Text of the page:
Congresswoman Tulsi Gabbard, a Democrat from Hawaii, announced over the weekend that she's running for president in 2020.

 

Rep. Gabbard, who was first elected to Congress in 2012, was a major in the Army National Guard, Iraq veteran, and served as vice chair of the Democratic National Committee in 2016. She is also the first Hindu and Samoan American member of the U.S. Congress. If elected in 2020, she would take office before turning 40, making her the youngest person ever to hold the nation's top job.

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Overall, Gabbard has a value that could really enrich the American presidency.

 

However, within hours of announcing her candidacy, questions about Gabbard’s past came to light that she continues to address. Among these was her work and full-throated support for her conservative father’s political action committee. The Alliance for Traditional Marriage aimed to oppose pro-LGBTQ lawmakers and legislation, and in 1998, organized an amendment that gave Hawaii legislative power to reserve marriage for cisgender heterosexual couples.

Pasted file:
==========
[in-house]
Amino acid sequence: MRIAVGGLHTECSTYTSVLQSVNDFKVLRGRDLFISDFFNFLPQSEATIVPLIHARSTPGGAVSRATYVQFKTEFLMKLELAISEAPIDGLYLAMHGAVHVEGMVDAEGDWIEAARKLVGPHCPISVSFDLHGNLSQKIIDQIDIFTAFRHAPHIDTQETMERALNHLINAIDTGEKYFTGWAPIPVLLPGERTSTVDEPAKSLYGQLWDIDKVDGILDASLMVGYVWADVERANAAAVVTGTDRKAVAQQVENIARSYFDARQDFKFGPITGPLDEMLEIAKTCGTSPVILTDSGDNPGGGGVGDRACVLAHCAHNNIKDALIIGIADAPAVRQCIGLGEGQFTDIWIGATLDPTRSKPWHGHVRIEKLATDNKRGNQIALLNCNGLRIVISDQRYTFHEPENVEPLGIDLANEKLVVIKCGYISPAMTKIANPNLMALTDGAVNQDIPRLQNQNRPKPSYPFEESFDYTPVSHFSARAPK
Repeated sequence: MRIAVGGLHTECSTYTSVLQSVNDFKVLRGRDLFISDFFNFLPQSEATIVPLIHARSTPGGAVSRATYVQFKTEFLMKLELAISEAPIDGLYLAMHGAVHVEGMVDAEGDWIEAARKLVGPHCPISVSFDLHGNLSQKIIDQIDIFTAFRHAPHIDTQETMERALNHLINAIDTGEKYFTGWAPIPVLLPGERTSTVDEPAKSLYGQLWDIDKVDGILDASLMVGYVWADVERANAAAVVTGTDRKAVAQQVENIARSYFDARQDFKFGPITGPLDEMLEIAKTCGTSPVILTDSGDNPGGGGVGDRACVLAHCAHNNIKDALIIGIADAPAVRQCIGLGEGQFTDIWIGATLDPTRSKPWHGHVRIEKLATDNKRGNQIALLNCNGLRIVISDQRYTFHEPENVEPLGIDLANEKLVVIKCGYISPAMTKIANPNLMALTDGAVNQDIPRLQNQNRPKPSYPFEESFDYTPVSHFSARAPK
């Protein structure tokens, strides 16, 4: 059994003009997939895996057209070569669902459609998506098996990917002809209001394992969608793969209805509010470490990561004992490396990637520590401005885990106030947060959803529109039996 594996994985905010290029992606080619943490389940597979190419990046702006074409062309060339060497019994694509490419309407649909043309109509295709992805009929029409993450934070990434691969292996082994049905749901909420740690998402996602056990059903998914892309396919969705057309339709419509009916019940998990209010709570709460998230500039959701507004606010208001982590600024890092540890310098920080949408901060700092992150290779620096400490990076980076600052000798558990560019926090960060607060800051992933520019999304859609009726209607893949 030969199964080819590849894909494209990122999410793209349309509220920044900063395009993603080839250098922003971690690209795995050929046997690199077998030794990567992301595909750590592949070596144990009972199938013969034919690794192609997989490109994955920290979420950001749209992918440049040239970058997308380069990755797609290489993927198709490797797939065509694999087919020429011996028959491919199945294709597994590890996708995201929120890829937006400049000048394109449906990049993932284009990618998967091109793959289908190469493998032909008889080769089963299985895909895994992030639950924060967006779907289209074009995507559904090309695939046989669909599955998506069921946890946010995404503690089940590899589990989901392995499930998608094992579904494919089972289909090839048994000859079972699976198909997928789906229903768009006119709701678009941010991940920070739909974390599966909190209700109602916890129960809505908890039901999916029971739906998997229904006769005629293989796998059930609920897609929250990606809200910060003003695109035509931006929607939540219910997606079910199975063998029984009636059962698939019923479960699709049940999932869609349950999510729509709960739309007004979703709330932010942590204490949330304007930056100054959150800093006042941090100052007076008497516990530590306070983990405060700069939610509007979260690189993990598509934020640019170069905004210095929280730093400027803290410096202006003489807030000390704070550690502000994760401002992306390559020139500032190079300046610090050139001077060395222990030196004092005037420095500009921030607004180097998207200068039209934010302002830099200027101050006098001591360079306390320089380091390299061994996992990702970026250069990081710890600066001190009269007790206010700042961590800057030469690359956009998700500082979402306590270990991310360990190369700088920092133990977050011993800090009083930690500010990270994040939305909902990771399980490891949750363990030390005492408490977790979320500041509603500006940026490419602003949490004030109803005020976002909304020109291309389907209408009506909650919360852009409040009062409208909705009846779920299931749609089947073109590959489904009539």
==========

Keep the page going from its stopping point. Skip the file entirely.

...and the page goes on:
The Alliance for Traditional Marriage called homosexuality “unhealthy, abnormal behavior that should not be promoted or accepted in society.”

 

When she entered politics, Gabbard was a socially conservative twenty-one year old. Now at thirty-seven, she's done a 180 and is on record as being pro-choice and pro-same-sex marriage (as of 2012, when she ran for Congress), as well as supporting Medicare for all

 

Political evolutions are not uncommon. Back when she was a senator from New York, Hillary Clinton said, "I believe that marriage is not just a bond but a sacred bond between a man and a woman.” But by 2012 she'd become a strong supporter of marriage equality.

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Gabbard’s previous views on LGBTQ rights and same-sex marriage may very well have changed completely from the past, but does this remarkable evolution reflect a bigger issue in her bid for the Democratic nomination?

 

Since being a Representative, Gabbard has supported efforts to promote queer and trans equality, including co-sponsoring pro-LGBTQ legislation like The Equality Act, a bill to amend the 1964 Civil Rights Act to protect LGBTQ individuals.

 

"I grew up in a very kind of conservative household. A multi-ethnic, multi-racial, multi-faith home," Gabbard said, speaking to her shift in positions. "Diverse in our makeup and diverse in our views. And I held views growing up that I no longer hold.”

 

More on Gabbard can be read here and here.

 

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